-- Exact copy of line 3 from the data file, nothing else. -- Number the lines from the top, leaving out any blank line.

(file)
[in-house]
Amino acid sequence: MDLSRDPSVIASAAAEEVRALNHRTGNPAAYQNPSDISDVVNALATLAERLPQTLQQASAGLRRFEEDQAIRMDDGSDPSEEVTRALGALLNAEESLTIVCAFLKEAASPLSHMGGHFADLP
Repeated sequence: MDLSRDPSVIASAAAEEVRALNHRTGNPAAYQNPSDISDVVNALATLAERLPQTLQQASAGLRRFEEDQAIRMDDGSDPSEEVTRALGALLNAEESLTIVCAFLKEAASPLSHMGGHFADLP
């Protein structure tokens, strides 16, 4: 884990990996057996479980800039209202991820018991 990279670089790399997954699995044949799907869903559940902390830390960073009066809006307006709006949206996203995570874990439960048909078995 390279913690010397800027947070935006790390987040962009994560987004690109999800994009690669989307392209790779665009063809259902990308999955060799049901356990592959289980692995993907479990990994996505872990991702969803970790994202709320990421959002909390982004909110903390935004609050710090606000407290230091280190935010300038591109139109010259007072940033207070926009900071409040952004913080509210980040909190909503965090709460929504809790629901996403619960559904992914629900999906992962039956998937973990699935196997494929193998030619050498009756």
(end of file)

Repeated sequence: MDLSRDPSVIASAAAEEVRALNHRTGNPAAYQNPSDISDVVNALATLAERLPQTLQQASAGLRRFEEDQAIRMDDGSDPSEEVTRALGALLNAEESLTIVCAFLKEAASPLSHMGGHFADLP